Trump failed to save Big Coal; can Warren succeed?
The Trump administration promised to revive the declining coal industry, but has failed to do so:
Robert E. Murray, the U.S. coal baron who pressed the Trump administration to help save America’s struggling miners, placed his company into bankruptcy as demand for the fossil fuel continues to weaken.
Even a determined administration has difficulty going against powerful market forces. One tactic that Trump did not try would be to help coal by putting its competitors out of business. Perhaps the coal barons should take a look at Elizabeth Warren’s policy proposals:
Ms Warren sees environmental policy as an opportunity to play favourites and to protect American manufacturing. She wants an accelerated phase-out for carbon-free nuclear electricity and a ban on fracking, which has not only made America the world’s top oil producer but also provided it with a lot of cheap natural gas. This appeals to the Democrats’ base; but it would also make America’s transition to cleaner energy more expensive and less effective. Ask someone selling coal-fired electricity what they want for Christmas and an end to nuclear power and cheap gas will come high on the list.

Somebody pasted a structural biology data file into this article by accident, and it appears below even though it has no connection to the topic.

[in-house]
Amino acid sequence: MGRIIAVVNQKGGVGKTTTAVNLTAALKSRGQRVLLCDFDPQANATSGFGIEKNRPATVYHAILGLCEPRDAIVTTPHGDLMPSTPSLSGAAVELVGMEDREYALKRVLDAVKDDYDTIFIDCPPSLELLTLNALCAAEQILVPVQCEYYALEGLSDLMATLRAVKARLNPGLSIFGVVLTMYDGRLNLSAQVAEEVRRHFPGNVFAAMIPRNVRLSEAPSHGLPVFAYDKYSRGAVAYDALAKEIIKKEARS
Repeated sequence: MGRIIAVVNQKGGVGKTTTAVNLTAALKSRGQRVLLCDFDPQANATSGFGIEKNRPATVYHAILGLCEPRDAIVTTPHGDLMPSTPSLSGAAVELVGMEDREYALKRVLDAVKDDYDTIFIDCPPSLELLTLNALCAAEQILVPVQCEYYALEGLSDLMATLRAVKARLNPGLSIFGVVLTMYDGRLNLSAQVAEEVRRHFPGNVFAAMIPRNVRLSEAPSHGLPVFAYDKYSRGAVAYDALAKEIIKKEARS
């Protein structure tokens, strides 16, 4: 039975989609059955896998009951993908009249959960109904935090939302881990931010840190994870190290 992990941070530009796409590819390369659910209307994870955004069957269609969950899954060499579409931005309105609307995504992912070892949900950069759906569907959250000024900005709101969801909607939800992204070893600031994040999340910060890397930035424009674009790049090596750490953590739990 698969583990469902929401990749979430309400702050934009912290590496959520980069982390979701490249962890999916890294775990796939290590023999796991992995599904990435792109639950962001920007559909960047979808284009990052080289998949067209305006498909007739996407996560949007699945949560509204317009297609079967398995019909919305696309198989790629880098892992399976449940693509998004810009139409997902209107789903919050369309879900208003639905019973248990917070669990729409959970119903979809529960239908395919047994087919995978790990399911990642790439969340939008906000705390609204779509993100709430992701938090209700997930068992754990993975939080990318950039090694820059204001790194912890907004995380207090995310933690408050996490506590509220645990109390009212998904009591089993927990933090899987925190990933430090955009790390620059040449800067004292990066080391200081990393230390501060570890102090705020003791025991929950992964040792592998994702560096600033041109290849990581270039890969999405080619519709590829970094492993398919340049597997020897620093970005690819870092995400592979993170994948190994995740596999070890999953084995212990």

As the Trump administration demands that China abandon its industrial policy, they are going in the opposite direction back at home:
The Trump administration wants to dictate how and where global auto companies make cars and parts to secure duty-free treatment under the new Nafta — in its most direct intervention yet to manage trade and production, according to people familiar with the effort. . . . The push comes amid Trump’s tariff-led assault on supply chains that run through China. It illustrates how much his administration has drifted from Republicans’ free-market ways and is willing to employ the sort of coercive tools used in command economies like China to force domestic production.
Some worry about giving the president so much power:
People familiar with the discussions say the language gives the White House a chance to abuse the transition-plan approval process to pressure companies into making politically expedient investments. To avoid an opaque process ripe for meddling by politicians, auto companies and Congress are asking USTR to commit to uniform rules so they can plan accordingly and don’t have to fear retribution for opening a plant in Mexico, for instance, instead of the U.S.
As long as America voters elect philosopher kings who are not vindictive and are not focused on the next election, then there is no reason to fear that these powers would be abused.